ON YOUR LEFT
People who suffer from regular bouts of heartburn report significant relief from their symptoms when they sleep on their left side.
In a study carried out by scientists at the Yuzuncu Yil University in Turkey, published in the international Journal of Sleep and Hypnosis, 40.9 per cent of people who chose to sleep on their left sides reported regular nightmares, compared to just 14.6 per cent of those who preferred to sleep on their right sides.
ON YOUR BACK
If you have back pain, sleeping on your back, with a supportive pillow under your head and knees that's just thick enough to keep your spine aligned, can help alleviate it - or at least, give you a relatively comfortable night's sleep.
And you get better beauty sleep on your back, as cosmetic surgeon Dr Goesel Anson explains.
Several credible studies have found that sleeping on your back - the supine position - can double the incidence of snoring and sleep apnoea, compared with sleeping on your side.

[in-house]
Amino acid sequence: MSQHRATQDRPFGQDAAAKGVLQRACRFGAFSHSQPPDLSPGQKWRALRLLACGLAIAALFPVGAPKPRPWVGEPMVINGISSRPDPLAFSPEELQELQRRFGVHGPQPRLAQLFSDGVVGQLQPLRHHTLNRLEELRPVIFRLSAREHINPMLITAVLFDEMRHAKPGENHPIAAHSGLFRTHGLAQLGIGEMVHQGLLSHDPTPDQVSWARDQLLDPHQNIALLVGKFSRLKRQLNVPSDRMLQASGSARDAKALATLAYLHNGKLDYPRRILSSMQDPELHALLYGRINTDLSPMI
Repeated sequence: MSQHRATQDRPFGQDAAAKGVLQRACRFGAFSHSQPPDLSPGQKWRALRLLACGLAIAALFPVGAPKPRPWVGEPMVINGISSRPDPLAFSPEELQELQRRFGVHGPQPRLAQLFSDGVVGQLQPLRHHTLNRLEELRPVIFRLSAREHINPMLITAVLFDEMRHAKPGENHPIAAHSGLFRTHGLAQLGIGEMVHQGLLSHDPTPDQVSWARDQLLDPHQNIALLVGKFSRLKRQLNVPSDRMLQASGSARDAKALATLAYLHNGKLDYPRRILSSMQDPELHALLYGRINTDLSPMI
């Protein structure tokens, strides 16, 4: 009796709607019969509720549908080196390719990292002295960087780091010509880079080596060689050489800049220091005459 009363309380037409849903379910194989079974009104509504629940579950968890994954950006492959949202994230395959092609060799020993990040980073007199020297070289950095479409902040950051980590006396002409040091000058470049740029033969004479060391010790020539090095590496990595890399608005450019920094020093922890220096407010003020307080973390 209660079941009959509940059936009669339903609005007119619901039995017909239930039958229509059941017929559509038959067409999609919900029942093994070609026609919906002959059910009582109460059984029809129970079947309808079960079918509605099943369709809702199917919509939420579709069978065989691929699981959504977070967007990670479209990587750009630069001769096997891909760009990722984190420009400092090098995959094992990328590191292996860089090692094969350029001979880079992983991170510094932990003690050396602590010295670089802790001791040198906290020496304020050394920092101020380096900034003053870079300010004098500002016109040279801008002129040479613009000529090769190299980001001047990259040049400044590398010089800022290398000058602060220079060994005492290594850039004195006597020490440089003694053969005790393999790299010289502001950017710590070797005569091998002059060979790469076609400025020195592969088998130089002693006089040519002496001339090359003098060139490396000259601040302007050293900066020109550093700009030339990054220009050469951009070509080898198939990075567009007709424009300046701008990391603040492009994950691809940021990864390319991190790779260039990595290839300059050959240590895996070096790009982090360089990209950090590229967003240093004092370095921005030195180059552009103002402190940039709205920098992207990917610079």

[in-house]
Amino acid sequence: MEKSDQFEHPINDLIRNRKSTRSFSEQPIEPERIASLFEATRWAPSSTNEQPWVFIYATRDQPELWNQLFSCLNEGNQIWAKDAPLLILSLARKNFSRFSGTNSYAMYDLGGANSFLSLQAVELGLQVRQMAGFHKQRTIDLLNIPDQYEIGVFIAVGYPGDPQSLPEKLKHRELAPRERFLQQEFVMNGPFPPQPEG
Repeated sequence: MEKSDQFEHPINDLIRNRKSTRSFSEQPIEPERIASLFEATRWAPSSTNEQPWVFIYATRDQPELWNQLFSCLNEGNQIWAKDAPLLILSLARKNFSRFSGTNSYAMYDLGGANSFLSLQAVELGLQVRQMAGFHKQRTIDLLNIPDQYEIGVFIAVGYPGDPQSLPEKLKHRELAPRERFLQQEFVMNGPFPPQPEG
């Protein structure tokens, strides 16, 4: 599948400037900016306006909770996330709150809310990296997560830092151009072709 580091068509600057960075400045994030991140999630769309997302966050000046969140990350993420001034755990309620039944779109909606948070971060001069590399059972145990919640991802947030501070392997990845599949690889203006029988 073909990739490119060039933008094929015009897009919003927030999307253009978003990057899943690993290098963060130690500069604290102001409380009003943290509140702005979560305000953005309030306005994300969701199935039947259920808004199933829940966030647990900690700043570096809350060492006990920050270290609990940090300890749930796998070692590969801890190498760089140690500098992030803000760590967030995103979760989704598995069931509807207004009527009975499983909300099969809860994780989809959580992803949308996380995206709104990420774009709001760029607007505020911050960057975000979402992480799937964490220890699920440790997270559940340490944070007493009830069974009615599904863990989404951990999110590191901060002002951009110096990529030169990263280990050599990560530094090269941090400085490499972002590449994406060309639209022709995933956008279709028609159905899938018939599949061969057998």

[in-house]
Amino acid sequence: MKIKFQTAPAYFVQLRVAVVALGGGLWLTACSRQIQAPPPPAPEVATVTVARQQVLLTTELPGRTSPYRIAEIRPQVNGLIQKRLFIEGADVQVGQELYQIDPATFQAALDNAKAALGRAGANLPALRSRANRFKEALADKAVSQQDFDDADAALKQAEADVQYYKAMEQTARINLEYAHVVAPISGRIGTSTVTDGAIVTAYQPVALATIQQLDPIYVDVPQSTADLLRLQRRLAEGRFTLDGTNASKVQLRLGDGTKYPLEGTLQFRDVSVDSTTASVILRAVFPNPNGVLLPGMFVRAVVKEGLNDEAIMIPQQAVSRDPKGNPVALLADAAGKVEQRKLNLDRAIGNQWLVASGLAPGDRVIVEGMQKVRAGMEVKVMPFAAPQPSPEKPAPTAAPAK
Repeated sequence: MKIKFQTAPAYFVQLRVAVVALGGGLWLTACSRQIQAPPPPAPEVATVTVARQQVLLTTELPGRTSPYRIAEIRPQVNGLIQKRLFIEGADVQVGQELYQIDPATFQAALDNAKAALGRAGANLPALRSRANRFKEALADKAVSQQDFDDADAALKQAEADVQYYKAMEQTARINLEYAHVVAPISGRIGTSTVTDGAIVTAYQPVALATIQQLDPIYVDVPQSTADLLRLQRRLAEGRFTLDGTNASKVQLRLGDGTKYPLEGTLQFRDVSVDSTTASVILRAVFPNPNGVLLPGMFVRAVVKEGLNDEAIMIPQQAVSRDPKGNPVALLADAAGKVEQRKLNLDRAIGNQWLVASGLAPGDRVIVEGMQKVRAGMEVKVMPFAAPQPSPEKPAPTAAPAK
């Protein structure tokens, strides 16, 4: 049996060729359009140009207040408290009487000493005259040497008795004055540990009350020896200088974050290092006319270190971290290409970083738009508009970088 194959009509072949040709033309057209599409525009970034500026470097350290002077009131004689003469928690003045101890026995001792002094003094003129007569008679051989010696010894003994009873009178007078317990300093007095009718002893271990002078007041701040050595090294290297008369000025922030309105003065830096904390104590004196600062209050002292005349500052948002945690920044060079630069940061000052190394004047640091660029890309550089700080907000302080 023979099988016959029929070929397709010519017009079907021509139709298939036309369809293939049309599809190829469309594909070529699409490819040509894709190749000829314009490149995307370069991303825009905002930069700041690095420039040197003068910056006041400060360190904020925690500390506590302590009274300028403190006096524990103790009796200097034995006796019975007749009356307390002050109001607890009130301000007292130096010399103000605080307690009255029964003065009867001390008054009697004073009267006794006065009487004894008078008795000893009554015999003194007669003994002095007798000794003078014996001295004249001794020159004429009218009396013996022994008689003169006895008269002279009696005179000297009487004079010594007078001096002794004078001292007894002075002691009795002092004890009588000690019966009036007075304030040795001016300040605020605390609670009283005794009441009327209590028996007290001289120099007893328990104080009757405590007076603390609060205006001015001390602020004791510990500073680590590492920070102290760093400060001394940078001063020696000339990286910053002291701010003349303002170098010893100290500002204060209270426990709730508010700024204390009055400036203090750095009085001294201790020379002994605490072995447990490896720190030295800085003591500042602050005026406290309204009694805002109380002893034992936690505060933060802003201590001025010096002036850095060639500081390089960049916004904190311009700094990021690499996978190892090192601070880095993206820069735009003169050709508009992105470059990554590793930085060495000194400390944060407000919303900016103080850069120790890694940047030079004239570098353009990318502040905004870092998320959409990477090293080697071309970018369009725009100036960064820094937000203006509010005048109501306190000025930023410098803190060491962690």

Sleeping on your back is also thought to exacerbate teeth grinding.
Osteopath Amy Hope recommends curling into the foetal position for a good night's sleep.
If you suffer from neck pain, this position can put pressure on joints at the base of the skull and worsen it.
ON YOUR RIGHT
If you have high blood pressure, you may want to start sleeping on your right side.
It gives the heart, in the left of your chest, a little extra room in the chest cavity, which can help lower blood pressure and slow heart rate, both of which can benefit people with heart problems.
If you are pregnant, experts say sleeping on your right side in late pregnancy carries a higher risk of stillbirth.
ON YOUR FRONT
Sleep expert Chris Idzikowski says sleeping on your front in the ‘free fall’ position, with arms raised to the side, puts internal organs in the ideal position to encourage comfortable digestion after a heavy meal.
'Sleeping on your front - lateral sleeping - is the worst possible position you can sleep in from a musculoskeletal point of view,’ says Rishi Loatey of the British Chiropractic Association.
'In order to breathe comfortably, you have to lie with your head and neck almost fully rotated to one side for many hours. It can overstretch and tighten opposing neck muscles and pinch nerves, leading to headaches, a stiff neck, tight shoulders and in some cases, pain radiating down the arms. '